9th May 2004



 …Shades of Grey by CM

This 2004 album by jazz trumpeter/composer CM is his fourth album under his own name.  


This is an adventurous album and some of the songs take a while to grow on you.  Among the more accessible, I particularly like the gently funky opener Hotel D’Space, where the warm, airy and sublime flugelhorn sends me to Donald Byrd heaven.  Heart of the Matter features some seriously moody muted trumpet licks, which are doubled by the guitar very effectively.  It also features the sinewy fretless bass of Bill Lawrence and I really would love to hear this live!


The busy Midnight in San Remo has a funky 70’s sound, reminiscent of the Average White Band.  A remix of this with tighter drums, a serious bass player and weightier keyboards would make it a floor-filler.  The sax burns! 



…Abantwana Be Afrika by Winston Mankunku Ngozi


Ngozi is another of the many talented players on South Africa’s SheerSound label and this CD contains moments of real beauty.  I love Give Peace a Chance, which is a lazy, melodic tune featuring the flugelhorn of Prince Lengoasa and the piano of Andile Yenana.  The soprano sax on this song is beautiful.  The most identifiably African song is Abantwana Be Afrika, with its winding horn lines.  It’s mellow and old-fashioned and when the backing vocals come in halfway through, this sounds like a party.


There’s a truly universal sound on George & I.  Soprano sax floats over the moody jazz trio backing.  When I first heard this, I said out loud “these guys could be from anywhere” – how classy.  There are real surprises here; on the dreamy Lakutshon’ Ilanga, the horn interplay is like hearing Gerry Mulligan and Chet Baker on “The Nearness of You” from 1953.  Yenana’s piano is very bluesy and lovely.


Lovers of mellow jazz could find that this very quickly becomes one of their favourite discs.



…Kalamazoo 4 / New Crossings by Sipho Gumede & Pops Mohamed


This is the fourth collaboration by Pops Mohamed who keeps the sound of many traditional African instruments alive and Sipho Gumede whose distinctive bass guitar sound has been heard on his collaborations with many musicians from outside Africa.


This is a very commercial CD and where can you hear a more commercial and danceable song than Straight Ahead?  The electronic rhythm, jaunty trumpet and carnival atmosphere are irresistible.  The title track prominently features Gumede’s trademark woody bass sound and some very lyrical fretless work and has a nice breakdown.


The adventurous Jungle Whispers has a moody bassline and bird sound effects matched with a nice, strutting rhythm and strong sax lines.  The warm electric piano sound is very appealing.  My favourite song of the ten here has got to be the melodic Why Me?  The piano and organ sounds are old-fashioned and Thabo Mashishi’s trumpet is gorgeous and breathy.  Both the soprano sax and piano solos are fantastic.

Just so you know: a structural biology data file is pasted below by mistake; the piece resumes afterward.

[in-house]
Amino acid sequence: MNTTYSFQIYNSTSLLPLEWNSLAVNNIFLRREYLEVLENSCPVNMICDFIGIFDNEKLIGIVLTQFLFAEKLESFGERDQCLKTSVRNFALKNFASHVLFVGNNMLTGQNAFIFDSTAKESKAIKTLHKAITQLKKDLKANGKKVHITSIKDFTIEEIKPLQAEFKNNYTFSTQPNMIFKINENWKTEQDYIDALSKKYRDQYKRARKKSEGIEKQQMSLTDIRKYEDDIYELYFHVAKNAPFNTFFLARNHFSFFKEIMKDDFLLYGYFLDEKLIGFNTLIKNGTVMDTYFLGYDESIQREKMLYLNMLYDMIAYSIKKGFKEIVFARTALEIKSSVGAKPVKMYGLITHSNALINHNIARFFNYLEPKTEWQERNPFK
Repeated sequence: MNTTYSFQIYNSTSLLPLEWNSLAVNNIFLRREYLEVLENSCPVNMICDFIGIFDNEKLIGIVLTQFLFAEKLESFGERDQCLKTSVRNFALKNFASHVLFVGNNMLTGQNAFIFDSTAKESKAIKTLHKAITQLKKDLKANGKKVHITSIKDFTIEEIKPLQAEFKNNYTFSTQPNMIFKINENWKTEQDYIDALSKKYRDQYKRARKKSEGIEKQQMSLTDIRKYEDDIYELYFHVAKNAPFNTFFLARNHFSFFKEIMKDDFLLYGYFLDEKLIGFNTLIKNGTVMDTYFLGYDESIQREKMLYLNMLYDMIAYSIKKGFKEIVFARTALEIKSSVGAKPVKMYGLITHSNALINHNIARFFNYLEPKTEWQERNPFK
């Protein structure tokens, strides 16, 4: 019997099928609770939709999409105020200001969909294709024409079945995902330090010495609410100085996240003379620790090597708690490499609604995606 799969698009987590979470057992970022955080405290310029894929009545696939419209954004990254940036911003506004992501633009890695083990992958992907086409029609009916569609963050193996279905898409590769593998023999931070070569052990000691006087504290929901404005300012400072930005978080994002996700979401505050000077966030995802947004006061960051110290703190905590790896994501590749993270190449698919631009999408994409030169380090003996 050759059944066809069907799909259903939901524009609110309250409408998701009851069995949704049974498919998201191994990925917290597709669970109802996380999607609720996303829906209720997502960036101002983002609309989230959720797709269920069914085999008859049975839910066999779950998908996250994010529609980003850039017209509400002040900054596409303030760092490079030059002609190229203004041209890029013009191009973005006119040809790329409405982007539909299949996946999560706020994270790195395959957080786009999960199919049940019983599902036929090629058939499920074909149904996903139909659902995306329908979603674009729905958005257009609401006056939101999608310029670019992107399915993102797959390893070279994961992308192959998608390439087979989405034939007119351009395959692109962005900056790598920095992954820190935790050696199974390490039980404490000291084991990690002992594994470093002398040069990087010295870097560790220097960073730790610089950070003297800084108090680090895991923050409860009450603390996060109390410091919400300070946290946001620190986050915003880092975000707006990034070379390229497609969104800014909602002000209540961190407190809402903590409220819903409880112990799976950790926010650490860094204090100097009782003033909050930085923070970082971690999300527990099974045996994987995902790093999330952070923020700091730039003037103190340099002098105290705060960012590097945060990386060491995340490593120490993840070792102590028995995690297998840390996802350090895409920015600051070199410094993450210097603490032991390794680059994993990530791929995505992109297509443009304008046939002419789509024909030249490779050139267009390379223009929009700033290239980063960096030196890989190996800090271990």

This is the 100th artist release by SheerSound whose distribution deal with Sony in South Africa and with New Note in the UK should bring their music to a wider audience.



…Taste of Summer – a SheerSound sampler

This 2003 release is a GRP-style sampler of songs that show the varied facets of South African music.  It’s a 15-track CD and packed with music so I’d like to pick out my personal highlights.


Oliver Mtukudzi’s Totutuma is what many people will recognise as African music, with its beautiful, tight, male/female vocal harmonies.  You’ll want to try to sing the lyric as that bouncy rhythm carries you along.  In stark contrast is Jonathan Butler’s urban groove treatment of If I Ever Lose this Heaven.  He’s been a great ambassador for African music and the rich semi-acoustic guitar and great vocals on this song show why…


In my notes I wrote that Nana Coyote’s Luph’ Uthando was “confident and MASSIVE”.  The big beat, accordion, brass stabs and huge bass just bowl you over with their sheer exuberance.  Similarly, I described Cesaria Evora’s Nha Antone Escaderode as “African disco with a Portuguese overtone”.  It sounds old-fashioned with a simple lead vocal and lovely strings.


The western soul influence creeps back with saxman Najee’s Someone Watching Over Me.  It’s a big song with drama and sweetness at the same time – as classy as you’d expect.  What’s the hardest track to categorise?  Probably Bul Ma Miin by Orchestra Baobab.  It’s got everything: ‘60’s-style rock and roll guitar, reggae and latin influences and a vocal sound which comes straight out of a Bollywood film.  The guitar solo is pure Duane Eddy and I adore the sax on here!


If you can find this sampler, you’ll get a great taste of South African music but, as I’ve heard, it may not be quite as you expect…